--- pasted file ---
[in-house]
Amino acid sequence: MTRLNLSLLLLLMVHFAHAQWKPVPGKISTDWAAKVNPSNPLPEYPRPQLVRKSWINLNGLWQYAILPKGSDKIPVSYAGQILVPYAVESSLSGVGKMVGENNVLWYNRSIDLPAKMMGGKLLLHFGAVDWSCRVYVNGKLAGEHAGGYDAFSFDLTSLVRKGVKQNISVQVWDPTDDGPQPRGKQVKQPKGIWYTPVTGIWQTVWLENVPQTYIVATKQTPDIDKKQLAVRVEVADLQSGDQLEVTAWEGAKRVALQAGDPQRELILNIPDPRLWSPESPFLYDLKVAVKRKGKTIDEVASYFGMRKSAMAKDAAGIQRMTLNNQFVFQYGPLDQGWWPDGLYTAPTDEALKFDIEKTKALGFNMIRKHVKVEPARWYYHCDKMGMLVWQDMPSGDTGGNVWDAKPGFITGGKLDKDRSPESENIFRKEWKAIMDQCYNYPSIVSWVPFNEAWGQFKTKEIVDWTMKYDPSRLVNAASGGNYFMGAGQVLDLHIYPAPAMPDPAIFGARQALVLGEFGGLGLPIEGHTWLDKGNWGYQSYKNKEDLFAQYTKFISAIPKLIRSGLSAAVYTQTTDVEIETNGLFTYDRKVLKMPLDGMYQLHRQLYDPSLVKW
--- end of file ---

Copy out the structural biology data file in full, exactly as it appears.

[in-house]
Amino acid sequence: MTRLNLSLLLLLMVHFAHAQWKPVPGKISTDWAAKVNPSNPLPEYPRPQLVRKSWINLNGLWQYAILPKGSDKIPVSYAGQILVPYAVESSLSGVGKMVGENNVLWYNRSIDLPAKMMGGKLLLHFGAVDWSCRVYVNGKLAGEHAGGYDAFSFDLTSLVRKGVKQNISVQVWDPTDDGPQPRGKQVKQPKGIWYTPVTGIWQTVWLENVPQTYIVATKQTPDIDKKQLAVRVEVADLQSGDQLEVTAWEGAKRVALQAGDPQRELILNIPDPRLWSPESPFLYDLKVAVKRKGKTIDEVASYFGMRKSAMAKDAAGIQRMTLNNQFVFQYGPLDQGWWPDGLYTAPTDEALKFDIEKTKALGFNMIRKHVKVEPARWYYHCDKMGMLVWQDMPSGDTGGNVWDAKPGFITGGKLDKDRSPESENIFRKEWKAIMDQCYNYPSIVSWVPFNEAWGQFKTKEIVDWTMKYDPSRLVNAASGGNYFMGAGQVLDLHIYPAPAMPDPAIFGARQALVLGEFGGLGLPIEGHTWLDKGNWGYQSYKNKEDLFAQYTKFISAIPKLIRSGLSAAVYTQTTDVEIETNGLFTYDRKVLKMPLDGMYQLHRQLYDPSLVKW